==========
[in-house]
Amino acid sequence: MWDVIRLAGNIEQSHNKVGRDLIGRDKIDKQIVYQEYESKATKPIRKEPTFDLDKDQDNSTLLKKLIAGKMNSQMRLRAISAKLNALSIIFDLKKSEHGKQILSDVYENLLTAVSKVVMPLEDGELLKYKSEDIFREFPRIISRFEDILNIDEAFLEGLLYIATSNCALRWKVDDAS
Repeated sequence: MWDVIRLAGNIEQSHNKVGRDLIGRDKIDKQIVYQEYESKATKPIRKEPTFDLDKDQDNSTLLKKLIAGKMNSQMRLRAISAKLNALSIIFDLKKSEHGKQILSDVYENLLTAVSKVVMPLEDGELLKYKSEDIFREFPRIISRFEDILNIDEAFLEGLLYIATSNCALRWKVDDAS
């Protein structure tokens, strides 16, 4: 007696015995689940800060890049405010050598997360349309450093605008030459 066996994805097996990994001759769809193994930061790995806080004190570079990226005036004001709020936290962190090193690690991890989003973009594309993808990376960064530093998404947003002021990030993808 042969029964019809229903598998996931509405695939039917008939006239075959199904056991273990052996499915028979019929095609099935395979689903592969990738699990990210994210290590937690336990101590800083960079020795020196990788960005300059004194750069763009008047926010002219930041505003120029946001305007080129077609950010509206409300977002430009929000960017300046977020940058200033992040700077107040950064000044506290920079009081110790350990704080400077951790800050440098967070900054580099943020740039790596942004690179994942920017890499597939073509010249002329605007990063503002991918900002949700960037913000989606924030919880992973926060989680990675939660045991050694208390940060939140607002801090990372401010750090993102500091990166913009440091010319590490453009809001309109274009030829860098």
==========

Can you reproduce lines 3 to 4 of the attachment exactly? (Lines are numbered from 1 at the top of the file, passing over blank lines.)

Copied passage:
Repeated sequence: MWDVIRLAGNIEQSHNKVGRDLIGRDKIDKQIVYQEYESKATKPIRKEPTFDLDKDQDNSTLLKKLIAGKMNSQMRLRAISAKLNALSIIFDLKKSEHGKQILSDVYENLLTAVSKVVMPLEDGELLKYKSEDIFREFPRIISRFEDILNIDEAFLEGLLYIATSNCALRWKVDDAS
């Protein structure tokens, strides 16, 4: 007696015995689940800060890049405010050598997360349309450093605008030459 066996994805097996990994001759769809193994930061790995806080004190570079990226005036004001709020936290962190090193690690991890989003973009594309993808990376960064530093998404947003002021990030993808 042969029964019809229903598998996931509405695939039917008939006239075959199904056991273990052996499915028979019929095609099935395979689903592969990738699990990210994210290590937690336990101590800083960079020795020196990788960005300059004194750069763009008047926010002219930041505003120029946001305007080129077609950010509206409300977002430009929000960017300046977020940058200033992040700077107040950064000044506290920079009081110790350990704080400077951790800050440098967070900054580099943020740039790596942004690179994942920017890499597939073509010249002329605007990063503002991918900002949700960037913000989606924030919880992973926060989680990675939660045991050694208390940060939140607002801090990372401010750090993102500091990166913009440091010319590490453009809001309109274009030829860098």